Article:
For one, the Big East is in peril and even though it continues to point toward “a bright future,” some of the teams it’s adding simply are not that attractive. Two, with the BCS set to undergo major changes and the concept of automatic-qualifiers hanging in the balance, some of those schools that looked at joining the Big East for the easier road to BCS gold might elect to back out while there’s still time. The most obvious example of that would be Boise State.

I’ve been told all along and over and over that the Big 12 is content with 10 teams and does not see any reason to expand, therein spreading the television revenue thinner. So until I hear otherwise, I’m going to stick with that. Sources continue to say that the league is happy with its current membership, but there is the belief that if the right teams came along and were interested the Big 12 would consider expansion.

Either way, with new leadership in place and the league determined to never again go through what it went through these past two summers, it only makes sense that the Big 12 would look into being more proactive this time around — just in case.

Many out there, including the blog below, are convinced that the league will add at least two more teams sometime this summer. I can’t say that would surprise me. Then again, after what I’ve seen and heard during the past two years, nothing would surprise me when it comes to conference realignment.


Stay tuned...

And while you do, here are a couple of quick-hitters that I’ll continue to be tracking as we head into the summer.

• The Big 12 spring meetings will begin May 30 in Kansas City, Mo. These meetings were hot during the past two summers and it’s possible — extremely likely, even — that the topic of expansion will be kicked around quite a bit during the meetings. I’ll be over there.

• The contract of acting commissioner Chuck Neinas expires on June 30.

• TCU and West Virginia officially will be added to the conference in July. • Why would ACC schools Clemson and FSU be interested in joining the Big 12? As was the case in 2011, the ACC’s football schools are rumored to be tired of the conference catering to basketball powers North Carolina and Duke and adding hoops schools Syracuse and Pitt.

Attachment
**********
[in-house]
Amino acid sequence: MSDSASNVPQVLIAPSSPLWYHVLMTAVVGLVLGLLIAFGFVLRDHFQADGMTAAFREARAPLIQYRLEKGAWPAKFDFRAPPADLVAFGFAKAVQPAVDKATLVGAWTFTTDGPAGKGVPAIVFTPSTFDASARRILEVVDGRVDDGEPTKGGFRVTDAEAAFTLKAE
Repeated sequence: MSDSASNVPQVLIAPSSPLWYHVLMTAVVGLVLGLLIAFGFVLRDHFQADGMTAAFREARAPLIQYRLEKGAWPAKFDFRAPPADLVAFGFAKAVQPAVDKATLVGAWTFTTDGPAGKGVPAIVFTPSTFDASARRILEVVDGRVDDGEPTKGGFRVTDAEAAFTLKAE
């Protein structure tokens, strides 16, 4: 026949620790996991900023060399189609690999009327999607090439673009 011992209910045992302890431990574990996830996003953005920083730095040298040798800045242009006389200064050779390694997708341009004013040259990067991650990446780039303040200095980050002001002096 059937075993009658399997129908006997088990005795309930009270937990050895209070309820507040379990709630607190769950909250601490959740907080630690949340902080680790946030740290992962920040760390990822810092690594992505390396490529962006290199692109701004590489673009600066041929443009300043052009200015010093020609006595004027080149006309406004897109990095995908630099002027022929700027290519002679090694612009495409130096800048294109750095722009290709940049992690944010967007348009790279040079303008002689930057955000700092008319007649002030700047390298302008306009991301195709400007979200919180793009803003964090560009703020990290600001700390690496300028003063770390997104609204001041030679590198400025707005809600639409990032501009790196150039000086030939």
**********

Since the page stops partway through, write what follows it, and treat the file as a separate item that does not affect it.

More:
• BYU is not dead in all of this. Neither is Notre Dame. Yes, Notre Dame.

• As it stands today, Florida State is the key piece in all of this expansion talk and the Seminoles will have to be the ones who come calling. The Big 12 will not go to them. Similarly, Clemson will not even look west without knowing that Florida State is doing the same. I’ve heard that FSU wants in but wants the Big 12 to expand to 14 and would like the conference to consider adding Miami, Georgia Tech and possibly others instead of the Big East bunch.


KU84 5 years, 11 months ago

I’ve been hearing folks from the ACC say that FSU won’t come to the Big 12 because of distance, academics, and rivalries … isn't it so cute when young people show their innocence. :-)

Big 12 fans know conference realignment a little better than that. We haven’t just had 1 or 2 teams leave like other conferences have. Twice in the last 2 years we’ve had almost every team leave. And the thing that we’ve learned is that conference realignment is about 5 things: 1) Money 2) Money 3) Conference stability 4) Money 5) Recruiting … and there isn’t anything else on the list. Period. The sooner they get used to that the better off they’ll be.

Money: With the Big 12’s new media deal + Tier 3 money, FSU would make more money in the Big 12. Some estimates say anywhere from $8 to $10 Million more dollars.

Conference stability: With the Big 12’s new media deal comes 13 years of media rights commitments to the conference so no one is leaving which gives the Big 12 more stability than the ACC.

Recruiting: FSU would play at least 2 games each year against schools from Texas which would improve FSU’s ability to recruit high school kids from Texas … and everyone know that’s the pot-o-gold for high school football.

So for all 5 of those reasons, the Big 12 is a better situation for FSU than is the ACC.